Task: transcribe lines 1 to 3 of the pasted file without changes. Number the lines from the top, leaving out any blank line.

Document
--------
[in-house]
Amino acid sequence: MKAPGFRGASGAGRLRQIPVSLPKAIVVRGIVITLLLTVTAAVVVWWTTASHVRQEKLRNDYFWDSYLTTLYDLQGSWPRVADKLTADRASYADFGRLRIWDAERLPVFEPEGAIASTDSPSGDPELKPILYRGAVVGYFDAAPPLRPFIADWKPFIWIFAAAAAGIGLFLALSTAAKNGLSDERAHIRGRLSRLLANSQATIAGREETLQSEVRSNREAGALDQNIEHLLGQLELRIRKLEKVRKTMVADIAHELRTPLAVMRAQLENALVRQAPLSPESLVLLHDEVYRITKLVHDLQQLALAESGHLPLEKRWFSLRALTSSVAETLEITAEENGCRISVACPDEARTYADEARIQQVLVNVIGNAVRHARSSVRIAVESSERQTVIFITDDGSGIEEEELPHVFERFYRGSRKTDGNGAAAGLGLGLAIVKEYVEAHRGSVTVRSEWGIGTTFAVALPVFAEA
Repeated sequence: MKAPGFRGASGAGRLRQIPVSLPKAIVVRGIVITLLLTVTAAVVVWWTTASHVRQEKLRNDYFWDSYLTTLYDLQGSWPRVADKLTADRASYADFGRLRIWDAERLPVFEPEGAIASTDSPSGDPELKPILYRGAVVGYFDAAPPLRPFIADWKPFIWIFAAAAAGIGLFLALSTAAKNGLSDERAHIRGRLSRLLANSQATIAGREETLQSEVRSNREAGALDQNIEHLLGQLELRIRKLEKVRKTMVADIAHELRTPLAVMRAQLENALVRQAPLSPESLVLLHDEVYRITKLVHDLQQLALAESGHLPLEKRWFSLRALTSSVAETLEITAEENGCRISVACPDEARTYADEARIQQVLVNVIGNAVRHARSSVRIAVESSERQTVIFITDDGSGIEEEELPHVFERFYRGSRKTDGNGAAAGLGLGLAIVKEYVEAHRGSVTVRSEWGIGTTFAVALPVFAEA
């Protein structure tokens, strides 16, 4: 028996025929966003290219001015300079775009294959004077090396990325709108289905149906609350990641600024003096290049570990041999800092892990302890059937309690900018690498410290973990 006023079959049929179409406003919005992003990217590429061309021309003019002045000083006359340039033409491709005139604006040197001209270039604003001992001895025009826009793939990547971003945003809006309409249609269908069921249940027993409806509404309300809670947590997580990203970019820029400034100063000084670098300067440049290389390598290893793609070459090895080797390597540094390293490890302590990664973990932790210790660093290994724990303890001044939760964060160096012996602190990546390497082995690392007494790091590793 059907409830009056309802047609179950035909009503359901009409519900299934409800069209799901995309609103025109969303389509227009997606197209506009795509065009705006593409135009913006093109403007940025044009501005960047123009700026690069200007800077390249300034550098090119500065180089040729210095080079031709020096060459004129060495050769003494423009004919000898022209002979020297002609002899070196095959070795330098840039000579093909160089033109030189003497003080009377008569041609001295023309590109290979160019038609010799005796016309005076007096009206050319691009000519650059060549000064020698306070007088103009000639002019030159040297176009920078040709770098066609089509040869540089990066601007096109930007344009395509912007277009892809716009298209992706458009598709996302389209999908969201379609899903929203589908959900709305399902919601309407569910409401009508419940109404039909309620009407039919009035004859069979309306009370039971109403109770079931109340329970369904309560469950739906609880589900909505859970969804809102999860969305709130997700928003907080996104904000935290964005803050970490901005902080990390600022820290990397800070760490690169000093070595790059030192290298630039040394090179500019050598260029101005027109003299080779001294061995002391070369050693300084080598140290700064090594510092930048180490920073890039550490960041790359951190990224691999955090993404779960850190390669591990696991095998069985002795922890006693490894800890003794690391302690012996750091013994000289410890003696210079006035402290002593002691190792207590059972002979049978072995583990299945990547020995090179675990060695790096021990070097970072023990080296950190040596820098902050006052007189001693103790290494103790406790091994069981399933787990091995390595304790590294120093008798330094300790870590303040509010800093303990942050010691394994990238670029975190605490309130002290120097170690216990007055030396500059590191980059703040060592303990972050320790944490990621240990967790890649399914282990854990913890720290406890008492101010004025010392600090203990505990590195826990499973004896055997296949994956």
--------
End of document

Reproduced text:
[in-house]
Amino acid sequence: MKAPGFRGASGAGRLRQIPVSLPKAIVVRGIVITLLLTVTAAVVVWWTTASHVRQEKLRNDYFWDSYLTTLYDLQGSWPRVADKLTADRASYADFGRLRIWDAERLPVFEPEGAIASTDSPSGDPELKPILYRGAVVGYFDAAPPLRPFIADWKPFIWIFAAAAAGIGLFLALSTAAKNGLSDERAHIRGRLSRLLANSQATIAGREETLQSEVRSNREAGALDQNIEHLLGQLELRIRKLEKVRKTMVADIAHELRTPLAVMRAQLENALVRQAPLSPESLVLLHDEVYRITKLVHDLQQLALAESGHLPLEKRWFSLRALTSSVAETLEITAEENGCRISVACPDEARTYADEARIQQVLVNVIGNAVRHARSSVRIAVESSERQTVIFITDDGSGIEEEELPHVFERFYRGSRKTDGNGAAAGLGLGLAIVKEYVEAHRGSVTVRSEWGIGTTFAVALPVFAEA
Repeated sequence: MKAPGFRGASGAGRLRQIPVSLPKAIVVRGIVITLLLTVTAAVVVWWTTASHVRQEKLRNDYFWDSYLTTLYDLQGSWPRVADKLTADRASYADFGRLRIWDAERLPVFEPEGAIASTDSPSGDPELKPILYRGAVVGYFDAAPPLRPFIADWKPFIWIFAAAAAGIGLFLALSTAAKNGLSDERAHIRGRLSRLLANSQATIAGREETLQSEVRSNREAGALDQNIEHLLGQLELRIRKLEKVRKTMVADIAHELRTPLAVMRAQLENALVRQAPLSPESLVLLHDEVYRITKLVHDLQQLALAESGHLPLEKRWFSLRALTSSVAETLEITAEENGCRISVACPDEARTYADEARIQQVLVNVIGNAVRHARSSVRIAVESSERQTVIFITDDGSGIEEEELPHVFERFYRGSRKTDGNGAAAGLGLGLAIVKEYVEAHRGSVTVRSEWGIGTTFAVALPVFAEA